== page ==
You're no doubt familiar with the type of artwork known as mosaic. Artists attempting this expression arrange bits of stone, tile, colored glass, or other fragmented materials in order to create a pattern. Often, these patterns create a larger picture--but only when viewed from a distance.
What a metaphor for life.
We can rarely accomplish big-picture goals in single blocks of time. Instead, we find little bits here and there, fit them together, and arrange them in hopes that one day our efforts will construct a larger reality.
A few years ago, someone told me that if I were going to make it as a writer, I was looking at between three and five years to see a return on my investment--possibly longer. The odds weren't encouraging, but I buckled down and started fitting pieces into place.
I wrote two hours a day, five days a week.
That was it.
Some days I wrote a little. Some days I wrote a lot. Some days I did nothing but delete the previous day's work. Some days I felt inspired. Most days I didn't.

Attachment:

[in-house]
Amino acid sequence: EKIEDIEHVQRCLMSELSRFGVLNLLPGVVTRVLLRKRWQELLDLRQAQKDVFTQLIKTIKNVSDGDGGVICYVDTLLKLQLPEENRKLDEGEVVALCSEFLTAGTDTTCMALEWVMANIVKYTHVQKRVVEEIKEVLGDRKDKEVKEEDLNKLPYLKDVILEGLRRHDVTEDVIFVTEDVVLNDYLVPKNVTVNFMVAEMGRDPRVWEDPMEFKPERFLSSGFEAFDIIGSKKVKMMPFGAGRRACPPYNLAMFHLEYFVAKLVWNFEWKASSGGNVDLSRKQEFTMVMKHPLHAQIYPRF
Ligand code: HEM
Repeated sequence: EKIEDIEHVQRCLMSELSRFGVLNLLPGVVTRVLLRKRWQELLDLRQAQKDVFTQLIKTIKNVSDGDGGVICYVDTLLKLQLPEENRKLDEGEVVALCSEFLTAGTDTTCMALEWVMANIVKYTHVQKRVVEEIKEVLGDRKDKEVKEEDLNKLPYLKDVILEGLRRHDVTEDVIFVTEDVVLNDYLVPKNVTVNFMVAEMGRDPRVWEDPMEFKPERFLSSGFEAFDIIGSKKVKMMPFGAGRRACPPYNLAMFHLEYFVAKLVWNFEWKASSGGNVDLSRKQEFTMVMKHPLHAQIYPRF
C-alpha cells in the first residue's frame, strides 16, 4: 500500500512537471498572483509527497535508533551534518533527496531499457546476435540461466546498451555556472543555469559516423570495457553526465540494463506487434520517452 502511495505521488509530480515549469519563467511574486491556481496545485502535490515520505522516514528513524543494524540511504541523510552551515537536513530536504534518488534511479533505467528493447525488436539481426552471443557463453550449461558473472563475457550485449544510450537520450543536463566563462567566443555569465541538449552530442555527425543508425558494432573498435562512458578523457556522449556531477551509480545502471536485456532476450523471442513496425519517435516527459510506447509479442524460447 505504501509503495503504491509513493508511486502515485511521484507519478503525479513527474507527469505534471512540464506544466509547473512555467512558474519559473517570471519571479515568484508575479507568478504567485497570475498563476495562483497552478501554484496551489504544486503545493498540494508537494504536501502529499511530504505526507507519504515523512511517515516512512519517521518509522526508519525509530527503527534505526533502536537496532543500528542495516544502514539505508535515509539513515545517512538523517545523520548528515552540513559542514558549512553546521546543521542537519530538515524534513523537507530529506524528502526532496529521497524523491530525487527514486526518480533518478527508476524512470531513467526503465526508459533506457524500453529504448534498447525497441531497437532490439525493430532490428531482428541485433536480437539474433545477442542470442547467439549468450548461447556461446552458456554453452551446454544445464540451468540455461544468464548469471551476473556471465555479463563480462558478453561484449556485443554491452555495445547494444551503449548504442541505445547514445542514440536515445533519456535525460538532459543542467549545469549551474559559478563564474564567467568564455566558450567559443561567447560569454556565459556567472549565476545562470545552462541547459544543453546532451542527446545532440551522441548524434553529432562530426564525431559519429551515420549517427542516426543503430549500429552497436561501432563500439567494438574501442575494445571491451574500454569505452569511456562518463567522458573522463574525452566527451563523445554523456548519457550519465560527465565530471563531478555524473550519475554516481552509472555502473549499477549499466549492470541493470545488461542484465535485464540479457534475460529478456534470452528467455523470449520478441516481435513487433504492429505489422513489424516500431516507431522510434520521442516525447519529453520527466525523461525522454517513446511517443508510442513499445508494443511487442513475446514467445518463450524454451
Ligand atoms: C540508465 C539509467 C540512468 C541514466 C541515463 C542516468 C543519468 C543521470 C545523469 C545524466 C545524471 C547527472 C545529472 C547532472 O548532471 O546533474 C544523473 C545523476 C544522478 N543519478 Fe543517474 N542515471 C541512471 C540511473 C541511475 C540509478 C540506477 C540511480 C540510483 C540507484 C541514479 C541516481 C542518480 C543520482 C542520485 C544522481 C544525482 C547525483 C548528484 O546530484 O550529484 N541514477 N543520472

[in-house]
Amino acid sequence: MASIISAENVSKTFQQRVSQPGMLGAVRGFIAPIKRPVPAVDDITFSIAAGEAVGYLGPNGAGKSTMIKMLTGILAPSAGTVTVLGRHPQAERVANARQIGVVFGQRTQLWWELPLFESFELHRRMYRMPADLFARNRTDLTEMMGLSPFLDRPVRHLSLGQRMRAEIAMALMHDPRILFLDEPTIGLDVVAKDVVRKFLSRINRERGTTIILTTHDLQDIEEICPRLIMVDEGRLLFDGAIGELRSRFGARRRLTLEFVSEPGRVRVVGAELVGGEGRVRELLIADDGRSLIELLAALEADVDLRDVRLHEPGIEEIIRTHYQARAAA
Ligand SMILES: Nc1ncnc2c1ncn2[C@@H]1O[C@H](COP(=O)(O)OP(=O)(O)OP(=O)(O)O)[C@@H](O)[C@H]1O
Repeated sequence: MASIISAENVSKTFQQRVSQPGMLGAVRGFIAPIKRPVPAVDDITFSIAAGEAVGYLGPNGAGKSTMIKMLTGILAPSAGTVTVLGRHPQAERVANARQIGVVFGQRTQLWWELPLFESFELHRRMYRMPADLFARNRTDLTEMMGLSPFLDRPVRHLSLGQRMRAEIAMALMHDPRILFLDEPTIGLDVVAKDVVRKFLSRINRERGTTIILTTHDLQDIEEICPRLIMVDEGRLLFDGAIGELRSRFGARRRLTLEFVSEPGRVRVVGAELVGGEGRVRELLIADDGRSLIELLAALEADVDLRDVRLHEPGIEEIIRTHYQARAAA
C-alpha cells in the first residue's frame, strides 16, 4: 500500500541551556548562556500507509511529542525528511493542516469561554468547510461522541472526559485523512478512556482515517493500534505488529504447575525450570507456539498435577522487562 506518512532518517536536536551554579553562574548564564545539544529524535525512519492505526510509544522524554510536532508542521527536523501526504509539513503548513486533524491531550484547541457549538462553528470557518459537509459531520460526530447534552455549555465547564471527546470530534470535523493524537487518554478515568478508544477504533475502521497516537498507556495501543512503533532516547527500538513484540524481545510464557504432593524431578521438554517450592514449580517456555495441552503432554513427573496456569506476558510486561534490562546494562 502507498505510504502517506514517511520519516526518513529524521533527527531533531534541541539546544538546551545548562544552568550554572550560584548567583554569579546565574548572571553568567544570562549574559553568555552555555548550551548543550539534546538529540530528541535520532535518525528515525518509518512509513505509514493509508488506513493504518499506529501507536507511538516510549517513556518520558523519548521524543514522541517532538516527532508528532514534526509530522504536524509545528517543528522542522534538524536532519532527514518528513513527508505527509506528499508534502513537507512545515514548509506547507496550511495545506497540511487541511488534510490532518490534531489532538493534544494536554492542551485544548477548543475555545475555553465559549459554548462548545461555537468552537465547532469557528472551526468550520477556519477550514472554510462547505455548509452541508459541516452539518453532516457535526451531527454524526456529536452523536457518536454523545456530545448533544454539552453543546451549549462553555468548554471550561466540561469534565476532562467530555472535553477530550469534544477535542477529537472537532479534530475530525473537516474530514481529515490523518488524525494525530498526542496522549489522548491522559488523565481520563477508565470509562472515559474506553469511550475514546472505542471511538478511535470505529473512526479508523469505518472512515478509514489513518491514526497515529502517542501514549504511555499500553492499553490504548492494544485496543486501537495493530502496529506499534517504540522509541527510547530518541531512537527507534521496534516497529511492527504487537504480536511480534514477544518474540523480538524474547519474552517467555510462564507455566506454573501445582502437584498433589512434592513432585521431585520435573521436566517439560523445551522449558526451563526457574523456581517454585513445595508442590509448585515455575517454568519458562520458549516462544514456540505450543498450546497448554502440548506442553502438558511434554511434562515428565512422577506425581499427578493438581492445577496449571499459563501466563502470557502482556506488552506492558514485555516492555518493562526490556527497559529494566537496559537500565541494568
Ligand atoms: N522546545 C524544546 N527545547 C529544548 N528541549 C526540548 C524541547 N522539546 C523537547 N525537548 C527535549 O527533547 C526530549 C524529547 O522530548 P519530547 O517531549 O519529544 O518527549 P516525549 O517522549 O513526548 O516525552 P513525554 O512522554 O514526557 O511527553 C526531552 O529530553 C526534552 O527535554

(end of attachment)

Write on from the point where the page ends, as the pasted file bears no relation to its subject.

But on all days, I put in time.
These two-hour sessions were my little mosaic pieces, dropping into place. It was tedious work; and up close, it was hard to imagine what might come of it, if anything.
Fast-forward four years later, and it's exciting to step back and see those little pieces coming together.
The same principles hold true in many aspects of life, and I'm not just talking about career or creative endeavors. In almost every area, it's the small, daily steps -- the tedious, fragmented little bits -- that create the big picture.
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